Last year, as Panhellenic president, she helped ensure sororities held one another accountable, worked efficiently and presented themselves accurately. Hanewald says UW’s fraternities and sororities—14 in all—are a close-knit community. “We rely on one another and have a common purpose that we strive to complete,” she says. “As a sorority woman, I’ve met my best friends here.”

Hanewald also took advantage of UW’s ample study-abroad opportunities and served as a College of Education ambassador. “I’ve been able to study abroad three times on summer short-term faculty-led trips,” she says. “I’ve been able to go to England and Italy for a Shakespeare course and Argentina and Spain for my Spanish credits. I think the study-abroad experiences were some of the best things I did while I was here. The university has always been supportive of studying abroad, especially financially, and that was what really enabled me to do that.”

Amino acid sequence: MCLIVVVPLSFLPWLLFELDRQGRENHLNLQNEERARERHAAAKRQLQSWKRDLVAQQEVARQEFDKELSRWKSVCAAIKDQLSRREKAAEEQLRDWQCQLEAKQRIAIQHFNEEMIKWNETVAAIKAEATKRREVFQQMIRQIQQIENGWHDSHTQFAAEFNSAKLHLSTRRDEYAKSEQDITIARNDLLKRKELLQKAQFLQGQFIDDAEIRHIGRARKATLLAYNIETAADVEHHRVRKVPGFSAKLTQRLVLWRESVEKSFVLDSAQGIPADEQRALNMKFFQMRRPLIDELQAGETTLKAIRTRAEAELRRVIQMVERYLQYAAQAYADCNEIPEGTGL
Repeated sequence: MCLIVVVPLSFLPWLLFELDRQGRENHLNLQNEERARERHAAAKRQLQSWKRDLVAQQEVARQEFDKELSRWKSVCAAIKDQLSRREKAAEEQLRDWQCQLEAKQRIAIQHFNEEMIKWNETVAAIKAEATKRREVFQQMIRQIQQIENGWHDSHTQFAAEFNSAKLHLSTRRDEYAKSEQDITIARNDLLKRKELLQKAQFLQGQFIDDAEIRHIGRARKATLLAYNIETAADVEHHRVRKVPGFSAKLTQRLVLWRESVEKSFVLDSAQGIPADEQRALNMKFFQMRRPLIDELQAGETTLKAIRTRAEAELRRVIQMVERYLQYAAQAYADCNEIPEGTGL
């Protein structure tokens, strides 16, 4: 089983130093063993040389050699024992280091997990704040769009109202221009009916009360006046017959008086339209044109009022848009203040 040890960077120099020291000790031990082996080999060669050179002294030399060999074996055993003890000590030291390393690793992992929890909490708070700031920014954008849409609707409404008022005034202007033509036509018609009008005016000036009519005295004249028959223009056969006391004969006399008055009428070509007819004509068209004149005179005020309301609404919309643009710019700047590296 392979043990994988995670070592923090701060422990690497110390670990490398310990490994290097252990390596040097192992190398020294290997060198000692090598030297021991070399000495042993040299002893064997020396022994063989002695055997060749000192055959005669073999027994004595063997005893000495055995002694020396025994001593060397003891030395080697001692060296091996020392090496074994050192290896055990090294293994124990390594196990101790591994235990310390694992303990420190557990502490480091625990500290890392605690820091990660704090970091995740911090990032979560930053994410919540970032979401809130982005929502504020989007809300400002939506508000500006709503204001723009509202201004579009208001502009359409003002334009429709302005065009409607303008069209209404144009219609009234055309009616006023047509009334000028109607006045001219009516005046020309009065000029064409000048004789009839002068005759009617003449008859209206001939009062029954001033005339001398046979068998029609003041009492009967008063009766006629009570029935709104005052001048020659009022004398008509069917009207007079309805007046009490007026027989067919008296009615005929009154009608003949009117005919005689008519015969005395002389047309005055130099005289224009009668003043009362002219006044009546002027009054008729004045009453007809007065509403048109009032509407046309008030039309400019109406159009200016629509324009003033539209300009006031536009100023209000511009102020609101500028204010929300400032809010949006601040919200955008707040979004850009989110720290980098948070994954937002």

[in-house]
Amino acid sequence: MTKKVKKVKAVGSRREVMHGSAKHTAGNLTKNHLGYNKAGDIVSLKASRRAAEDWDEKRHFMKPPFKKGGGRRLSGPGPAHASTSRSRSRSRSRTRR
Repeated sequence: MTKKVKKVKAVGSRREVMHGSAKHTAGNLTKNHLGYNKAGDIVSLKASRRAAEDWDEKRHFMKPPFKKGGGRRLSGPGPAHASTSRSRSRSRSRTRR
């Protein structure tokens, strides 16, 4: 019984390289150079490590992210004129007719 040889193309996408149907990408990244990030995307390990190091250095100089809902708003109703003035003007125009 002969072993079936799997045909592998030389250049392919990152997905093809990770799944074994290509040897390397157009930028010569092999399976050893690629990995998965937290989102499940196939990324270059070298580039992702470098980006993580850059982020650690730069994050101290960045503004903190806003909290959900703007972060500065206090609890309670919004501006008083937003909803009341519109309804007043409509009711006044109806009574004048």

As a College of Education ambassador, Hanewald enjoyed showing prospective students what the college is all about.

“Doing the English as a second language (ESL) program has been something that really ignited my passion for multilingualism,” she says—so much that she hopes to teach abroad after graduation before pursuing a master’s degree.

“I’m in the Honors Program, and their classes have always been some of my favorites because they’re so unique.” Hanewald adds. She’s also a student worker at Half Acre Recreation and Wellness Center: “The leadership role I’ve been given there as well as the support from the other staff has been incredible. I’ve learned a lot from that experience, and it’s helped me pay for everything that I want to be involved in.”

UW is very student oriented, Hanewald says: “Making students your top priority is important, and UW does that very well.”

She also loves the area and says Wyoming’s high school students should realize that coming to UW provides something completely unique to the rest of the state. “Laramie is almost forced to be different because of the population that the university brings,” she says. “I’ve met people from around the world. It has been an experience that I didn’t expect—but a great experience. It has given me the opportunities to get out of my comfort zone.”